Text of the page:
Former Black Sabbath bassist Geezer Butler recalled his first-ever meeting with future frontman Ozzy Osbourne, who arrived at his front door in an unusual outfit.

The pair met after Osbourne had placed an ad in a Birmingham, U.K., music shop. It later attracted the attention of Tony Iommi and Bill Ward, leading to the formation of Sabbath, originally named the Polka Tulk Blues Band, in 1968.

“My first impression of Ozzy was that he was not the full shilling, as we used to say back then,” Butler told Music Radar in a new interview. “I’d seen his ‘Ozzy Zig Needs Gig’ advert in the local musical instruments store and noticed he lived a few streets away from me in Aston. I went around to his house, but he wasn’t in. Later that day, there was a knock on the door and my brother said, ‘There’s someone asking for you.’ I opened the door and there was this skinhead, with a factory gown on, no shoes or socks, a chimney brush over his shoulder and a sneaker on a dog lead. He was perfect for my band.”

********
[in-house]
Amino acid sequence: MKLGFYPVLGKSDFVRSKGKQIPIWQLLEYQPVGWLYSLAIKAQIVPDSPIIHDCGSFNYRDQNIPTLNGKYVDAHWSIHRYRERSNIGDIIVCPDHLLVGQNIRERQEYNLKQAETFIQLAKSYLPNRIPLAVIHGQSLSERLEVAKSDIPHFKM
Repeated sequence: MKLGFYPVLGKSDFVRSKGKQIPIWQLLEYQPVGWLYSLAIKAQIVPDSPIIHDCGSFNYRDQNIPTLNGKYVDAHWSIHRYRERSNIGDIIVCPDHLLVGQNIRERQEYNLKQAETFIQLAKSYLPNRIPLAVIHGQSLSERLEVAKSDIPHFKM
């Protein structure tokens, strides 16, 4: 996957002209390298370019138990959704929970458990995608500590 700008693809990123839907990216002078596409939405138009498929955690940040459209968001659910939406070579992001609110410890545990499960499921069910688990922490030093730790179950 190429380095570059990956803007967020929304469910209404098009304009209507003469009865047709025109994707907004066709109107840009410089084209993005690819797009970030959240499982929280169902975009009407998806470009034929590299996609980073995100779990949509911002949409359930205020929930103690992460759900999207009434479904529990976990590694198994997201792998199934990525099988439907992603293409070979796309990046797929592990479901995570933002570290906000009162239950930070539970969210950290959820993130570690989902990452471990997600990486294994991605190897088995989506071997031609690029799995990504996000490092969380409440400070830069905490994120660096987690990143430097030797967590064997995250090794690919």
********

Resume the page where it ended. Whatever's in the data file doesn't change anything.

Butler recalled that the first three Sabbath albums were recorded in a “reasonably straight” fashion before the band started using hard drugs during the making of Vol. 4 in Los Angeles in 1972.

“The serious stuff was imbibed when we recorded that one in L.A. ... and then later on Sabbath Bloody Sabbath,” he said. “None of it made me play better. I’d think so at the time – then when listening to it back sober, I’d have to redo everything. Alcohol is by far the worst for performing. I only ever did that once, and that was enough.”

Since the iconic band completed its farewell tour in February 2017, there has been some speculation that it could regroup for standalone shows. But Butler, who recently surfaced with a new band called Deadland Ritual, appeared to believe it won’t happen. “I’m totally resigned to the fact that Sabbath is over … except for its legacy,” he said.

 

 

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